Starring Doris Day and Ruth Roman as themselves and young Janice Rule as fictional actress Nell Wayne, Starlift opens at a bond rally in San Francisco. After appearing at the rally, the trio meets two airmen who talk the actresses into driving them back to Travis Field before they are shipped out. Sergeant Mike Nolan, played by comic actor Dick Wesson, is the archetypal schemer who thinks he is shrewder than he is, while his buddy, Corporal Rick Williams, played by Ron Hagerthy, is as sincere and shy as Nolan is conniving and cunning. As it turns out, Nell and Rick hail from the same small hometown and have much in common. The slight premise launches a story about patriotic stars who want to boost the morale of the troops and a sweet romance between a starlet and a soldier.
Once Day and Roman see the nervous young troops waiting to board planes to Korea, they devise a plan to bring their Hollywood peers to Travis Field to entertain outgoing and incoming soldiers in a show called Operation Starlift. In the meantime, gossip columnist Louella Parsons, who appears as herself, finds out about Nell and Rick, and she dubs them the Starlift Lovers. The two play along for the sake of the show, but Rick is angry at Nell because he believes she is using him for publicity, while Nell feels taken advantage of after learning that Mike and Rick are not being shipped to Korea. Instead, their duties are non-combatant: They fly recruits to and from Honolulu.
As Rick and Nell settle their differences, Operation Starlift concludes in a big show featuring songs, dances, and skits with some of Warners' major stars. Gary Cooper and Frank Lovejoy mug their way through a western skit; Gordon MacRae croons a few tunes, including a duet with Day; comic Phil Harris belts out a saloon song; Virginia Mayo performs an exotic tropical number; and Gene Nelson steals the show with his lively choreography and dancing.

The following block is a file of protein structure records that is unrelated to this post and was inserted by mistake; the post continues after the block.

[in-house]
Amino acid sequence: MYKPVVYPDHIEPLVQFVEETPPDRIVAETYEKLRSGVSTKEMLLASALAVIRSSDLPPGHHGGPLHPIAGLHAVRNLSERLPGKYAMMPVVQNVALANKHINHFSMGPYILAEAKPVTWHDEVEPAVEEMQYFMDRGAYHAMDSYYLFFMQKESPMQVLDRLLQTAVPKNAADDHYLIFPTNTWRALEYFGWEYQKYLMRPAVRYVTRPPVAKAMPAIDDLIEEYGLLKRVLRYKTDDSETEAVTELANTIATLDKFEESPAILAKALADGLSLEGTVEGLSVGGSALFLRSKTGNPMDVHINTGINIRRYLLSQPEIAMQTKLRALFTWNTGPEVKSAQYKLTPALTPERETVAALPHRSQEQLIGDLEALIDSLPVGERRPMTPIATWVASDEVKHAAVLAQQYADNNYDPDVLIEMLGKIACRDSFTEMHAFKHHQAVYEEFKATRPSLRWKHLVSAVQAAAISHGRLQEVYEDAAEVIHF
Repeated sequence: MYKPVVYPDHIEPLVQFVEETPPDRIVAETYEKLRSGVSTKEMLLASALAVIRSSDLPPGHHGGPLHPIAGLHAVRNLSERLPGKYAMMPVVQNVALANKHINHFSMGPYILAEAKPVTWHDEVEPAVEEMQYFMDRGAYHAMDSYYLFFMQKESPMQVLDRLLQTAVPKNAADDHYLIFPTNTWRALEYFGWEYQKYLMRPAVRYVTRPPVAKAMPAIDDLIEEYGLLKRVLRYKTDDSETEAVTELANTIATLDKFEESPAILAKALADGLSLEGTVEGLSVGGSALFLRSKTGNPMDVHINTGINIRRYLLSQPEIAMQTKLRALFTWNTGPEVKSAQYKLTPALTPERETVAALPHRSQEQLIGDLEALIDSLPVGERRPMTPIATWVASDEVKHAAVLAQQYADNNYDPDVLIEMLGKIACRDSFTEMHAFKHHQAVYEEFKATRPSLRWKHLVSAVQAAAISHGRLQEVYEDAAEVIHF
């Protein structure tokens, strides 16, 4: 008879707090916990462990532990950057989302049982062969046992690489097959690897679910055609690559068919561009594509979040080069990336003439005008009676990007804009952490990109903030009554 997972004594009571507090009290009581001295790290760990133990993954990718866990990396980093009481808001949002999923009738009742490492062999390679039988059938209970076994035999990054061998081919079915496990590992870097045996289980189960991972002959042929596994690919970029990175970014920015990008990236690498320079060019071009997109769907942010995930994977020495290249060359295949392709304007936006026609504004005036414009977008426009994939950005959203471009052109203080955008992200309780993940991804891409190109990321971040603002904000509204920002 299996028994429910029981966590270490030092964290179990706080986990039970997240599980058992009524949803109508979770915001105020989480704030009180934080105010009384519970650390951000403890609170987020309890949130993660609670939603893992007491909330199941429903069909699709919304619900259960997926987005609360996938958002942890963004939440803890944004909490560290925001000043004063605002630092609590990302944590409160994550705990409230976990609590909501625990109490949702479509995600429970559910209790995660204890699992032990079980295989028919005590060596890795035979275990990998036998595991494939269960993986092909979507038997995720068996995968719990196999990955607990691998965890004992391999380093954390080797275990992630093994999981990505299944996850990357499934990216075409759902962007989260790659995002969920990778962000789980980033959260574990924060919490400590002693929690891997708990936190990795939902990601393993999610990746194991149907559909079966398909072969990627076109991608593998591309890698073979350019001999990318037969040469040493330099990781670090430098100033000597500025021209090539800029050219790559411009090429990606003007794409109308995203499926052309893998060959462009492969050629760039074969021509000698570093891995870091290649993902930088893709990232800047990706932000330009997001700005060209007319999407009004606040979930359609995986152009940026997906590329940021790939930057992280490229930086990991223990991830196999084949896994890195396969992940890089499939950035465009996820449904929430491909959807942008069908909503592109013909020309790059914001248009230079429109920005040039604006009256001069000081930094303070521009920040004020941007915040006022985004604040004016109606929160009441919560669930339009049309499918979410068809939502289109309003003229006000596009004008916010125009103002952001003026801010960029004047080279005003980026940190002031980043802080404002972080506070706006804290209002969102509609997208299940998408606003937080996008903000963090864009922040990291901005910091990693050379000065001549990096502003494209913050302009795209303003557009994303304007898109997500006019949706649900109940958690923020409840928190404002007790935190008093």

Starlift was intended to support the real Operation Starlift program created by the Special Service Officers and the Hollywood Coordinating Committee. The program was originally designed to fly movie stars to Travis Field to entertain the wounded returning from Korea. Focusing on injured soldiers would have made for a downbeat musical, so the plight of the wounded is downplayed in the film though not completely eliminated. In one extended sequence, Day and Roman visit wounded soldiers in the base hospital. One of the troops poignantly remarks that he is "waiting to get home--the longest wait."
Ruth Roman had been instrumental in launching Operation Starlift, which accounts for her starring role in the film. However, the actress could neither sing nor dance, so devising a showcase scene for her was not as easy as it was for Day, who sings for the bedridden soldiers in the hospital. In Roman's odd solo scene, she shaves a wounded soldier in her extravagant evening gown and fur coat.
Most of the stars who contributed to the film Starlift were under contract to Warner Bros., but some of Hollywood's biggest entertainers participated in the real Operation Starlift, including Bob Hope, Debbie Reynolds, Jack Benny, Danny Kaye, Alan Ladd, Shelley Winters, Shirley Temple, and Jane Russell, among others. Every Saturday night, a group of stars flew to Travis Field, entertained departing soldiers in a big show in the Passenger Terminal Building, performed later in the hospital auditorium, and then returned to Hollywood the next day. Unfortunately, about a month before the film opened, Operation Starlift ended, reportedly from a lack of funds.
In addition to supporting the war effort and boosting morale, Starlift offered Warner Bros. an opportunity to promote its stable of stars. In 1951, the film industry was still fueled by the star system. Audiences attended movies based on the stars, and consequently, studios promoted their films via the stars. Stars, who were under long-term contracts to studios, were groomed by the studios. A star image was established for a performer, then roles carefully selected to support that image. Promotion and publicity were carefully crafted by a studio's public relations department to construct, reinforce, or sustain the designated image.